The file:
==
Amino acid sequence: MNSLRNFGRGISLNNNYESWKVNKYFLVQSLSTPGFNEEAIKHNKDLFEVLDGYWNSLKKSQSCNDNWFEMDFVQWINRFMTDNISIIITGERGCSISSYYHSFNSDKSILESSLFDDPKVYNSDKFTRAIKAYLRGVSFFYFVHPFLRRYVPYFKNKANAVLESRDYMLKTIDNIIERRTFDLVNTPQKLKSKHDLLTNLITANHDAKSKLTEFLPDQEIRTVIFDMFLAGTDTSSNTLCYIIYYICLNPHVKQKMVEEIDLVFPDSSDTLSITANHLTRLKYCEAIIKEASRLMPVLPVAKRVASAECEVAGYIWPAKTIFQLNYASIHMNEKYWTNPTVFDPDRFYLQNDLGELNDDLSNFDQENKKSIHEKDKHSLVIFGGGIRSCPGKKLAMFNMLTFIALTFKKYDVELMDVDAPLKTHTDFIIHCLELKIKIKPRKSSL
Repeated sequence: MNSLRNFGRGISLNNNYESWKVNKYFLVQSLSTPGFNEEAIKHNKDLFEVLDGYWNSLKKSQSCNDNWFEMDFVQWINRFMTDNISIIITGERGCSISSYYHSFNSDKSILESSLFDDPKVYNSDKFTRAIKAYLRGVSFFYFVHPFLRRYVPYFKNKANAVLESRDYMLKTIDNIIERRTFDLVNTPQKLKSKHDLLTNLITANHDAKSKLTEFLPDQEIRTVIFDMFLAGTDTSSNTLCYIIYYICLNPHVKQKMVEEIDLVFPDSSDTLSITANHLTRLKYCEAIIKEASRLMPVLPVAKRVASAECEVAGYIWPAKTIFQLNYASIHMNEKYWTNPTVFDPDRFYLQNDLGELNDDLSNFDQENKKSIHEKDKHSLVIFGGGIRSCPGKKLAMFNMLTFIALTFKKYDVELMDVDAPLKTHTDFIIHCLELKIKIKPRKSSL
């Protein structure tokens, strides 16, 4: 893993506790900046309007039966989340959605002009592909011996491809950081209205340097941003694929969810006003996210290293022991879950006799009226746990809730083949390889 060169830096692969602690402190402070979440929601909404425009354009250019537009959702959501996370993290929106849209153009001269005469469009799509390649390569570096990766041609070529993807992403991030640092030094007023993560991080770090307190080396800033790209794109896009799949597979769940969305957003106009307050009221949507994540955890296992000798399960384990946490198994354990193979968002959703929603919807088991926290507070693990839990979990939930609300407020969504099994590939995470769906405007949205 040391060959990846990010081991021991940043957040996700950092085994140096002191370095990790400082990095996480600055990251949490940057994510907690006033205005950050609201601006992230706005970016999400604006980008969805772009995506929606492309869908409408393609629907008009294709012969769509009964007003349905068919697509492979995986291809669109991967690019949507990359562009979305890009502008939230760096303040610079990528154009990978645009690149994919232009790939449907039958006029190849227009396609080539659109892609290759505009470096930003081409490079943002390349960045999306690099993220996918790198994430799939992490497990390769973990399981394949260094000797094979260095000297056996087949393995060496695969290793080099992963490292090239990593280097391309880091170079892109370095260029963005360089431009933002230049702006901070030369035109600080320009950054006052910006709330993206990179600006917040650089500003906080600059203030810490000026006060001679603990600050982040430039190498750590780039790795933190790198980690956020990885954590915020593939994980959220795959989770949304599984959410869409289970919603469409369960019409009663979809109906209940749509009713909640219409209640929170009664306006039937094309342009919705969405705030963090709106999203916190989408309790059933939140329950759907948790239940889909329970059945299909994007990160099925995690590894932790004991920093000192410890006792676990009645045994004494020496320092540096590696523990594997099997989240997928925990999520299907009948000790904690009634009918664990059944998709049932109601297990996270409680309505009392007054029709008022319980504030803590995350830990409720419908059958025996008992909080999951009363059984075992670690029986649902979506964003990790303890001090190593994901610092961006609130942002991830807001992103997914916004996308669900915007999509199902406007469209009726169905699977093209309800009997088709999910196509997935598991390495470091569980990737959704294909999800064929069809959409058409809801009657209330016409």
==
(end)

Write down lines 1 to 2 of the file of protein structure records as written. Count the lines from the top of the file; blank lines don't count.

Amino acid sequence: MNSLRNFGRGISLNNNYESWKVNKYFLVQSLSTPGFNEEAIKHNKDLFEVLDGYWNSLKKSQSCNDNWFEMDFVQWINRFMTDNISIIITGERGCSISSYYHSFNSDKSILESSLFDDPKVYNSDKFTRAIKAYLRGVSFFYFVHPFLRRYVPYFKNKANAVLESRDYMLKTIDNIIERRTFDLVNTPQKLKSKHDLLTNLITANHDAKSKLTEFLPDQEIRTVIFDMFLAGTDTSSNTLCYIIYYICLNPHVKQKMVEEIDLVFPDSSDTLSITANHLTRLKYCEAIIKEASRLMPVLPVAKRVASAECEVAGYIWPAKTIFQLNYASIHMNEKYWTNPTVFDPDRFYLQNDLGELNDDLSNFDQENKKSIHEKDKHSLVIFGGGIRSCPGKKLAMFNMLTFIALTFKKYDVELMDVDAPLKTHTDFIIHCLELKIKIKPRKSSL
Repeated sequence: MNSLRNFGRGISLNNNYESWKVNKYFLVQSLSTPGFNEEAIKHNKDLFEVLDGYWNSLKKSQSCNDNWFEMDFVQWINRFMTDNISIIITGERGCSISSYYHSFNSDKSILESSLFDDPKVYNSDKFTRAIKAYLRGVSFFYFVHPFLRRYVPYFKNKANAVLESRDYMLKTIDNIIERRTFDLVNTPQKLKSKHDLLTNLITANHDAKSKLTEFLPDQEIRTVIFDMFLAGTDTSSNTLCYIIYYICLNPHVKQKMVEEIDLVFPDSSDTLSITANHLTRLKYCEAIIKEASRLMPVLPVAKRVASAECEVAGYIWPAKTIFQLNYASIHMNEKYWTNPTVFDPDRFYLQNDLGELNDDLSNFDQENKKSIHEKDKHSLVIFGGGIRSCPGKKLAMFNMLTFIALTFKKYDVELMDVDAPLKTHTDFIIHCLELKIKIKPRKSSL